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Abstract: FR-PO832

High Levels of Intestinal-Activated IgA+ B Lymphocytes Support the Pathogenic Role of Intestinal Mucosal Hyper-Responsiveness in IgA Nephropathy (IgAN) Patients

Session Information

Category: Glomerular Diseases

  • 1202 Glomerular Diseases: Immunology and Inflammation


  • Sallustio, Fabio, University of Bari, Bari, Italy
  • Curci, Claudia, University of Bari, Bari, Italy
  • Chaoul, Nada, University of Bari, Bari, Italy
  • Lauriero, Gabriella, University of Bari "Aldo Moro", Altamura, Italy
  • Divella, Chiara, University of Bari, Bari, Italy
  • Di leo, Vincenzo, University of Bari, Bari, Italy
  • Ben mkaddem, Sanae, Inserm U1149-, Paris, France
  • Monteiro, Renato C., Bichat Medical School, Paris, France
  • Gallone, Anna, University of Bari, Bari, Italy
  • Pesce, Francesco, University of Bari, Bari, Italy
  • Gesualdo, Loreto, University of Bari, Bari, Italy

In the last years, the role of mucosal immunity in IgAN, together with that of the gut microbiota in the activation of innate and adaptive immune cells, has gained importance. Particularly interesting is the role of the microbiota and intestinal immunity in IgAN, due to the activity of secretory IgA in the intestinal mucosa. Here we studied the intestinal-renal axis connections analyzing levels of BAFF, April and intestinal-activated B cells in patients and healthy subjects (HS).


Serum and fecal samples were collected from 44 IgAN patients and 23 HS. BAFF and APRIL serum levels were measured by ELISA assay. Metabolomic analysis of fecal microbiome was performed by mass spectrometry. B cell subsets were identified by FACS. We used anti-IgA, anti-Integrin β7 and anti-CCR9 antibodies to identify B cell subsets producing IgA and B cells from intestinal mucosa.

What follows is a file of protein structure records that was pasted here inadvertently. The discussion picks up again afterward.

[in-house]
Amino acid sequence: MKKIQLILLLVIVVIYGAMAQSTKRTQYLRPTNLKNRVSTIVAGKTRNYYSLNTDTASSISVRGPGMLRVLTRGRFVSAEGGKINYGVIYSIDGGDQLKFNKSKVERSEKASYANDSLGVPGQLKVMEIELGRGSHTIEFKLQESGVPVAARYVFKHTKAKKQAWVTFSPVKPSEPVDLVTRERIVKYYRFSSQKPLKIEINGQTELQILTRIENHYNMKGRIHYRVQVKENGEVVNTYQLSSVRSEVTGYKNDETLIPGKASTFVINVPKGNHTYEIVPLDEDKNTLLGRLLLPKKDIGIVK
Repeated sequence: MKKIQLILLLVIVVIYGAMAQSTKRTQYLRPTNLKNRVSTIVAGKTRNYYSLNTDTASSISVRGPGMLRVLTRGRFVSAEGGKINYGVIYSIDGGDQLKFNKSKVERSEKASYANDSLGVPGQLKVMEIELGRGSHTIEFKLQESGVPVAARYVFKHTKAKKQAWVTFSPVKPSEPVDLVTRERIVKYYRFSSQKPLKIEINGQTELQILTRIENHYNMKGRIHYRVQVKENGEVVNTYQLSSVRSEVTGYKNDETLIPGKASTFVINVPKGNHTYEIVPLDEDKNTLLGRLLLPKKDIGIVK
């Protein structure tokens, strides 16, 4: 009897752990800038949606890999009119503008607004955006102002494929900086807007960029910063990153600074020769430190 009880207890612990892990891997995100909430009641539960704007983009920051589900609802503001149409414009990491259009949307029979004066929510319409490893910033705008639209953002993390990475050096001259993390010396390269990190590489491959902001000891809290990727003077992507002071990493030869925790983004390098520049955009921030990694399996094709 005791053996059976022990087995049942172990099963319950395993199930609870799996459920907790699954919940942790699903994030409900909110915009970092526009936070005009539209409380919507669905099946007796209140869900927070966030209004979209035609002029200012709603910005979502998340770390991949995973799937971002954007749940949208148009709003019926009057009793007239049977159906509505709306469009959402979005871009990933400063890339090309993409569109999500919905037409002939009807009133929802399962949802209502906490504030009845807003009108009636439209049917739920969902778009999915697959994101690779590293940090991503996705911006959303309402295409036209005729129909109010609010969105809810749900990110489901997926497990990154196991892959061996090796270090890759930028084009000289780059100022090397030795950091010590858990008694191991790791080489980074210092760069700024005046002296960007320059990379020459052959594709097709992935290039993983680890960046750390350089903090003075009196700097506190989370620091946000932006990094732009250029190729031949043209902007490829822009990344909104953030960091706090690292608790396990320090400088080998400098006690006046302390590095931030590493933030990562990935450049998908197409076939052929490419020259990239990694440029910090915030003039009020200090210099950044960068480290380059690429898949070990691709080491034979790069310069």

IgAN patients had increased levels of Baff correlating to higher amounts of 5 specific microbiota metabolites (p=.012). We found also high April levels in IgAN patients. BAFF and APRIL can be produced by the intestinal epithelium, in response to signals triggered by TLRs activated by the commensal bacteria in the intestinal lumen. In addition, we found that IgAN patients have a higher proportion of circulating Breg activated at the intestinal level (CCR9+/INTB7+) compared to HS (p=0.02). Moreover, IgAN patients had also high levels of CCR9+/INTB7+ memory Bcells (p=.006) and of intestinal IgA-producing memory Bcells (CCR9+/INTB7+/IgA+ p=.03). Interestingly, they were significantly increased in IgAN patients but not in non-IgA glomerulonephritis. Finally, we found that IgAN patients had high levels both of total plasmablasts (p=.001) and of intestinal-activated plasmablasts (p=.01).


The results of our study showed for the first time an important difference in the amount of intestinal-activated B lymphocytes among patients with IgAN and HS, confirming the hypothesis of the pathogenic role of intestinal mucosal hyperresponsiveness in the IgAN patients. Therefore, this represents an important area of research for new targeted therapies aiming to stop the evolution towards end stage renal disease.